UK consumer price inflation has unexpectedly held steady at its five-year high, confounding predictions from the Bank of England.
The consumer price index for October remained at 3% year-on-year for a second month, the Office for National Statistics reported on Tuesday, short of the 3.1% the market had expected and the 3.2% forecast by the Bank's monetary policy committee this month.
As inflation did not exceed the current 2% target by more than one percentage point, BoE Governor Mark Carney will avoid having to write an open letter to the Chancellor explaining why and what action is being taking to bring inflation back to target, at least until next month.
Core CPI, which excludes more volatile prices like petrol and food, also remained unmoved, at 2.7%, when it had been seen rising to 2.8%.
CPIH, the ONS's preferred measure of inflation as it includes owner-occupiers' housing costs, also remained at 2.8%, below the consensus estimate of 2.9%.
ONS said growth in input prices for UK manufacturers is slowing rapidly, in line with an unwinding of the sterling depreciation effect on import prices seen during 2016.
SOME PRESSURES EASING
This falling pressures on prices saw factory gate prices ease to 2.8% in October from 3.3% a month earlier, while raw materials prices were up 4.6% year-on-year from the prior month's 8.1%.
However the ONS said food price inflation jumped to 4.0%, from 3.0% in September with increases across all main classes of product, including dairy products, while goods price inflation has been increasing compared with other European countries, and is associated with higher import-intensive products bought in the UK such as food and clothing.
A jump in electricity price inflation, fuelled by British Gas' September price hike, was offset by a decline in motor fuel inflation.
"Inflation remains at a five year high with rising food prices offset by a fall in the cost of fuel," said ONS head of inflation Mike Prestwood.
"The rise in the cost of raw materials and goods leaving factories both slowed, with crude oil
and petroleum prices both increasing less than at this time last year.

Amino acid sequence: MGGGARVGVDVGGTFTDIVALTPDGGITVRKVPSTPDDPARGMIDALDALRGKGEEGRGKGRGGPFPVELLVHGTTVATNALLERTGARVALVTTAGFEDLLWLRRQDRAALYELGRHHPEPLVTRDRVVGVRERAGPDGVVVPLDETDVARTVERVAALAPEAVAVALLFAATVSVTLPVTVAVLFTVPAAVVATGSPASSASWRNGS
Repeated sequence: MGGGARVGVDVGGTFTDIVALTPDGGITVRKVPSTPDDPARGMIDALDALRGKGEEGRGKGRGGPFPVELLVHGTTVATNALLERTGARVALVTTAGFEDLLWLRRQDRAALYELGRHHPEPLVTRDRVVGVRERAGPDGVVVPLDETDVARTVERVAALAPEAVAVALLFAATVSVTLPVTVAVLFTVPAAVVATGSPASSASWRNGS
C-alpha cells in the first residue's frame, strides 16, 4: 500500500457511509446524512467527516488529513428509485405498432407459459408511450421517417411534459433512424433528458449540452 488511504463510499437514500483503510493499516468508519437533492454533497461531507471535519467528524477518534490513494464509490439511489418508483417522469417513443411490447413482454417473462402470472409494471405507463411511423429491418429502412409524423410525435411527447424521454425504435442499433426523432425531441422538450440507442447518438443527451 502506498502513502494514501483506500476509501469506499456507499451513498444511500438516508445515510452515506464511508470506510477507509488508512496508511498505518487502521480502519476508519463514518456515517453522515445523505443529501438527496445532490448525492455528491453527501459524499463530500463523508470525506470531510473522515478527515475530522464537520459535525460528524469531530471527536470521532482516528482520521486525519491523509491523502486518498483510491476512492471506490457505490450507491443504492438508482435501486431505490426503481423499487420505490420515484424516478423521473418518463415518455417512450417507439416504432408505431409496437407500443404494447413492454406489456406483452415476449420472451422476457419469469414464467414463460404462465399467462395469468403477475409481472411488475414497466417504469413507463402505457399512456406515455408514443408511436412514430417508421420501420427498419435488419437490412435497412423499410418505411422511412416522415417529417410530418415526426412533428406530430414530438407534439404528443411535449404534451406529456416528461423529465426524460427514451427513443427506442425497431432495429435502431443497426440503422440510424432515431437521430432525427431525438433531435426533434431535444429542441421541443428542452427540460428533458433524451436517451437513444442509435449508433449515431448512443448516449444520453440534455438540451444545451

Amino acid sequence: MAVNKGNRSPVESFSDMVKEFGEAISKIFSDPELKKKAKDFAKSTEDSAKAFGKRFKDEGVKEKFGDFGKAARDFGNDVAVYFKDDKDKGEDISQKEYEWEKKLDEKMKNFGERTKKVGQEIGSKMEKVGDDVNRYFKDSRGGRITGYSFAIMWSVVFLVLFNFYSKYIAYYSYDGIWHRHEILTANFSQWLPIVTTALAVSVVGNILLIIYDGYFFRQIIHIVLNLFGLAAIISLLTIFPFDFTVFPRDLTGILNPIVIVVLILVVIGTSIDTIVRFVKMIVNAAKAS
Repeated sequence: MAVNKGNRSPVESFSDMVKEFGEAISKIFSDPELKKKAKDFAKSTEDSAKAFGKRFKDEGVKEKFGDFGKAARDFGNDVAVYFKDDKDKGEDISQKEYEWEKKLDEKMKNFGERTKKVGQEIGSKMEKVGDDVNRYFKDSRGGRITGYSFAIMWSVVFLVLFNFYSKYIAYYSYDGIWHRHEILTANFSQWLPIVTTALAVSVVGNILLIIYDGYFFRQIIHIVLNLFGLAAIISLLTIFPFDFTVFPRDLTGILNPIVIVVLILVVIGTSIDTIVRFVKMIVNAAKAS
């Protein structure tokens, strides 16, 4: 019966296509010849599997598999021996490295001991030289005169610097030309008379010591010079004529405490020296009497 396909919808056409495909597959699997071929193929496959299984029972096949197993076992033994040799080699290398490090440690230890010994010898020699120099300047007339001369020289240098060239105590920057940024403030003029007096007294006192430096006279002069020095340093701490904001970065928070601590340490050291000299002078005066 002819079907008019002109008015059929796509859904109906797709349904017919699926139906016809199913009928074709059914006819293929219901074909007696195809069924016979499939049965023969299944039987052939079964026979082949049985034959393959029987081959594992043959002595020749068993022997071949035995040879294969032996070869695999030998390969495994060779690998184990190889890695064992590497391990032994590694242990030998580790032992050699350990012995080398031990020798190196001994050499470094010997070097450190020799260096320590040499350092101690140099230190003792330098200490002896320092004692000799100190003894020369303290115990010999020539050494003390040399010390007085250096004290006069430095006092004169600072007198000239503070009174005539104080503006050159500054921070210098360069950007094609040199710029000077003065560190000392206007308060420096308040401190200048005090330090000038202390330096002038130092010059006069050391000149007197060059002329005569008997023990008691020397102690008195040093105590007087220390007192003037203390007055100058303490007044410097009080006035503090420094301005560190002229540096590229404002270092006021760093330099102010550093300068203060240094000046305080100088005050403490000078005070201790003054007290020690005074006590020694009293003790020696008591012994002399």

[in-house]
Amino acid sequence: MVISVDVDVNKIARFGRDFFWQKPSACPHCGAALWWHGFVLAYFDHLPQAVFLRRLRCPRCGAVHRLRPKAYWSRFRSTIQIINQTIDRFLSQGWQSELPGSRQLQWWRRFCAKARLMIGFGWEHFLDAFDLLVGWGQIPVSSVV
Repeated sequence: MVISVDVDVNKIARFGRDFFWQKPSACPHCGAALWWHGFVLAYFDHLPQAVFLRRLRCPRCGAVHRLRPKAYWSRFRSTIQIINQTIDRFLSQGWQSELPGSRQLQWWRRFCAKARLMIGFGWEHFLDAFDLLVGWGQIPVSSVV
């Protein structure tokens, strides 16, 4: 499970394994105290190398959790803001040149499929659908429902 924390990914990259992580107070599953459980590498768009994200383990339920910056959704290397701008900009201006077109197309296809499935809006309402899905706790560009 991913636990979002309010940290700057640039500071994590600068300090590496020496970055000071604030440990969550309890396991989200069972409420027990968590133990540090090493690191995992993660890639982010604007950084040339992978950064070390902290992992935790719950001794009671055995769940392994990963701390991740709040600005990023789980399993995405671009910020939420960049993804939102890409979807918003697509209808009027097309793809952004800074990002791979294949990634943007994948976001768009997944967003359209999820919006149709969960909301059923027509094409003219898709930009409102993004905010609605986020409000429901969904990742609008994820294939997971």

"House price growth increased in September, with property prices in the North West and South West of England increasing most strongly. However, growth slowed again in London with the housing market in the capital continuing to cool."
Discounting in the households goods sector was largely responsible for the downside surprise from the headline in October, said economist Sam Tombs at Pantheon Macroeconomics.
"It is too soon to say whether this reflects volatility or a more lasting squeeze on retailers' ability to pass on higher import prices to consumers in the midst of a housing market slowdown."
CPI TO PEAK IN NOVEMBER?
Although economists are confident inflation is not likely to head much higher, there is likely to be a slow decline from here, with BoE chief economist Andy Haldane saying on Monday that he expects above-target inflation to persist for "the next few years".
The National Institute of Economic and Social Research expects CPI inflation to remain stubbornly above the target rate of 2% until at least mid-2019, meaning household disposable income will be squeezed until wage growth improves markedly.
Tombs added that while CPI was below the MPC's Inflation Report forecast for October, the recent surge in motor fuel prices above the level assumed by the MPC in its forecast means that CPI inflation will not undershoot its forecast in the remainder of 2017.
He also sees scope for CPI inflation to fall faster than the MPC expects next year: "Retailers have nearly finished passing on higher import prices to consumers, and domestically-generated inflation still looks weak," he said, which could delay the next MPC rate hike for 12 months.
Ruth Gregory at Capital Economics said CPI inflation will probably inch up a little further in November as the 10% or so rise in sterling oil prices
in November boosts petrol's contribution to CPI inflation, but agreed that it is now likely to be close to its peak.
"Overall then, we think that CPI inflation will be back below 3% by the end of the year and end 2018 at around 2.25%, as the inflationary impact of sterling's fall fades.
"As a result, the figures do not alter our view that the MPC will pause for the time being before raising interest rates again in Q2 2018."
With real incomes in negative territory due to low wage growth, a slow decline in inflation will not be not good news for living standards or for savers, said economist Ben Brettell at Hargreaves Lansdown.
"Wage growth is being held back by weak productivity, meaning real pay is still shrinking. We've been waiting for this to filter through to the high street, and it looks like that could happen just in time for the crucial Christmas period," he said, with retailers' woes expected to be confirmed by official numbers from the ONS on Thursday.
"None of this makes Philip Hammond's job any easier as he puts the finishing touches to what could be a tricky balancing act in his Budget next week. The OBR is expected to downgrade its economic forecasts, which of course means less projected tax revenue and less money to spend," Brettell added.
"He'll also be wary of raising taxes after his proposed increase in National Insurance for the self-employed was shot down in flames earlier this year. So despite calls for a 'big and bold' Budget, in truth spreadsheet Phil has little room to manoeuvre."